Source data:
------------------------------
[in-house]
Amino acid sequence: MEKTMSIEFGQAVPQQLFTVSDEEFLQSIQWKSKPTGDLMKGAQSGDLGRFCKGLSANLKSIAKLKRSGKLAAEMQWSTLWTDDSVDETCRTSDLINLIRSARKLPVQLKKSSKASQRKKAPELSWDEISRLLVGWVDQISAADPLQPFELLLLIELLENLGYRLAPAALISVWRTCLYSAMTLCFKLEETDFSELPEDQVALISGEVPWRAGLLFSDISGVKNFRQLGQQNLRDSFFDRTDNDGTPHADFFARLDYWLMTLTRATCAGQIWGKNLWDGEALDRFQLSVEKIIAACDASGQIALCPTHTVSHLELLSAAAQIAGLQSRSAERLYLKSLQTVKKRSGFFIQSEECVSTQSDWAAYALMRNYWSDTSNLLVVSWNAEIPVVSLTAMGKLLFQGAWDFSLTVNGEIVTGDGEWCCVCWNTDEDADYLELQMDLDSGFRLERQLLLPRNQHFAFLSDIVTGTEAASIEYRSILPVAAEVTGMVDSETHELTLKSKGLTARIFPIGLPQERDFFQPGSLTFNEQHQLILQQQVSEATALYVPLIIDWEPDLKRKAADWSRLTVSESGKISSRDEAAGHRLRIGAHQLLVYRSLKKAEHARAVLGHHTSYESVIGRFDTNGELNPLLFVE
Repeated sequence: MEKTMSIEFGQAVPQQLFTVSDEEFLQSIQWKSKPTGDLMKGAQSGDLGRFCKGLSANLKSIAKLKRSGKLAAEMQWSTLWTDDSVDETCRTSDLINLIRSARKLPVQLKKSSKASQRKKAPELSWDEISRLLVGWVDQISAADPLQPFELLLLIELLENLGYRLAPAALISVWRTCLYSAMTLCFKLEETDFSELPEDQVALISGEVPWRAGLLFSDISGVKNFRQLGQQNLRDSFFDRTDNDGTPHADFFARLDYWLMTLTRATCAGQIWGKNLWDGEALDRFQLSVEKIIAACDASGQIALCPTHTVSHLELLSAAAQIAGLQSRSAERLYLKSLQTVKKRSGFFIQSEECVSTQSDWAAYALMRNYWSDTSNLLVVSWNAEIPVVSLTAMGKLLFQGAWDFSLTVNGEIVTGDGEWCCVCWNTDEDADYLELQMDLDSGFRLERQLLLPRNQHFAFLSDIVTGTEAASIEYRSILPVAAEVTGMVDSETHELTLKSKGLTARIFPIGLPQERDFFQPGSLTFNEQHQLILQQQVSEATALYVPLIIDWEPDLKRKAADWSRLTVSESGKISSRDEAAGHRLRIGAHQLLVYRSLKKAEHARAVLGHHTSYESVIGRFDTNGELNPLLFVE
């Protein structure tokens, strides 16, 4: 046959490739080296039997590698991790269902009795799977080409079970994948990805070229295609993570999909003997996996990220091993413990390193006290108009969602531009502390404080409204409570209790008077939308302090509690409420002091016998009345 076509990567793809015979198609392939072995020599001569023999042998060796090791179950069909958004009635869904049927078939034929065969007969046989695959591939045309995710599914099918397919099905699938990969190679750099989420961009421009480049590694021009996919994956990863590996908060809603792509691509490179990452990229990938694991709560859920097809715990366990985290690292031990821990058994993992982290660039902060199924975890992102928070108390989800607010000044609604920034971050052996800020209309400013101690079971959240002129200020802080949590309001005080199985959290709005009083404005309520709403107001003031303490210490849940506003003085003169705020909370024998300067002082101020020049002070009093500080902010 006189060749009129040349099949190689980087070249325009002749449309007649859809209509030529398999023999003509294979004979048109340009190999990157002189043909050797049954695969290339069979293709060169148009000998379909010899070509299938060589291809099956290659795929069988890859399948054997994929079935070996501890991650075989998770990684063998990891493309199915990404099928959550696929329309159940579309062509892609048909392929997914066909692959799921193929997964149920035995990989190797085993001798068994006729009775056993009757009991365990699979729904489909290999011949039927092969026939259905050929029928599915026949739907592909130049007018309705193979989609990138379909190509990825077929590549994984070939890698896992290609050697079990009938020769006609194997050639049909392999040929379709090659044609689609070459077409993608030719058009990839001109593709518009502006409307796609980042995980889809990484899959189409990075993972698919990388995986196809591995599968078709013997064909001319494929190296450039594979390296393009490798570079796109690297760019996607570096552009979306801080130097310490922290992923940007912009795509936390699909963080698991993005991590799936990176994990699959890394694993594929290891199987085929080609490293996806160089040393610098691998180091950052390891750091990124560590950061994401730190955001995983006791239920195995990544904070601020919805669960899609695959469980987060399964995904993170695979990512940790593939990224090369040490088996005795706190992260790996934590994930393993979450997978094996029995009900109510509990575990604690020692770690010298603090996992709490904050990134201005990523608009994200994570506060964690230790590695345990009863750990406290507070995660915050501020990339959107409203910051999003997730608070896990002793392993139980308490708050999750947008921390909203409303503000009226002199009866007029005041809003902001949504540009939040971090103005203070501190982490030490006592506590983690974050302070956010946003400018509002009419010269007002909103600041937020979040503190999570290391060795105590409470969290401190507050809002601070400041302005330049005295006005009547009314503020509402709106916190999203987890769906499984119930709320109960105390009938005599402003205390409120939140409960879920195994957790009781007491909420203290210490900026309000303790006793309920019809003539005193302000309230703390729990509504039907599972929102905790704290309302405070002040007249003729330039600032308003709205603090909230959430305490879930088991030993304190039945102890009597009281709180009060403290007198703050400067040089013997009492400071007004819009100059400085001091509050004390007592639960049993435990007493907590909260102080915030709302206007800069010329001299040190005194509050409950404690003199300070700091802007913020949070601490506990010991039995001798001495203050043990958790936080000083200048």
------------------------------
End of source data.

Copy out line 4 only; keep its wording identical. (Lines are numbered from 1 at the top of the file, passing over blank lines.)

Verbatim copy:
């Protein structure tokens, strides 16, 4: 046959490739080296039997590698991790269902009795799977080409079970994948990805070229295609993570999909003997996996990220091993413990390193006290108009969602531009502390404080409204409570209790008077939308302090509690409420002091016998009345 076509990567793809015979198609392939072995020599001569023999042998060796090791179950069909958004009635869904049927078939034929065969007969046989695959591939045309995710599914099918397919099905699938990969190679750099989420961009421009480049590694021009996919994956990863590996908060809603792509691509490179990452990229990938694991709560859920097809715990366990985290690292031990821990058994993992982290660039902060199924975890992102928070108390989800607010000044609604920034971050052996800020209309400013101690079971959240002129200020802080949590309001005080199985959290709005009083404005309520709403107001003031303490210490849940506003003085003169705020909370024998300067002082101020020049002070009093500080902010 006189060749009129040349099949190689980087070249325009002749449309007649859809209509030529398999023999003509294979004979048109340009190999990157002189043909050797049954695969290339069979293709060169148009000998379909010899070509299938060589291809099956290659795929069988890859399948054997994929079935070996501890991650075989998770990684063998990891493309199915990404099928959550696929329309159940579309062509892609048909392929997914066909692959799921193929997964149920035995990989190797085993001798068994006729009775056993009757009991365990699979729904489909290999011949039927092969026939259905050929029928599915026949739907592909130049007018309705193979989609990138379909190509990825077929590549994984070939890698896992290609050697079990009938020769006609194997050639049909392999040929379709090659044609689609070459077409993608030719058009990839001109593709518009502006409307796609980042995980889809990484899959189409990075993972698919990388995986196809591995599968078709013997064909001319494929190296450039594979390296393009490798570079796109690297760019996607570096552009979306801080130097310490922290992923940007912009795509936390699909963080698991993005991590799936990176994990699959890394694993594929290891199987085929080609490293996806160089040393610098691998180091950052390891750091990124560590950061994401730190955001995983006791239920195995990544904070601020919805669960899609695959469980987060399964995904993170695979990512940790593939990224090369040490088996005795706190992260790996934590994930393993979450997978094996029995009900109510509990575990604690020692770690010298603090996992709490904050990134201005990523608009994200994570506060964690230790590695345990009863750990406290507070995660915050501020990339959107409203910051999003997730608070896990002793392993139980308490708050999750947008921390909203409303503000009226002199009866007029005041809003902001949504540009939040971090103005203070501190982490030490006592506590983690974050302070956010946003400018509002009419010269007002909103600041937020979040503190999570290391060795105590409470969290401190507050809002601070400041302005330049005295006005009547009314503020509402709106916190999203987890769906499984119930709320109960105390009938005599402003205390409120939140409960879920195994957790009781007491909420203290210490900026309000303790006793309920019809003539005193302000309230703390729990509504039907599972929102905790704290309302405070002040007249003729330039600032308003709205603090909230959430305490879930088991030993304190039945102890009597009281709180009060403290007198703050400067040089013997009492400071007004819009100059400085001091509050004390007592639960049993435990007493907590909260102080915030709302206007800069010329001299040190005194509050409950404690003199300070700091802007913020949070601490506990010991039995001798001495203050043990958790936080000083200048």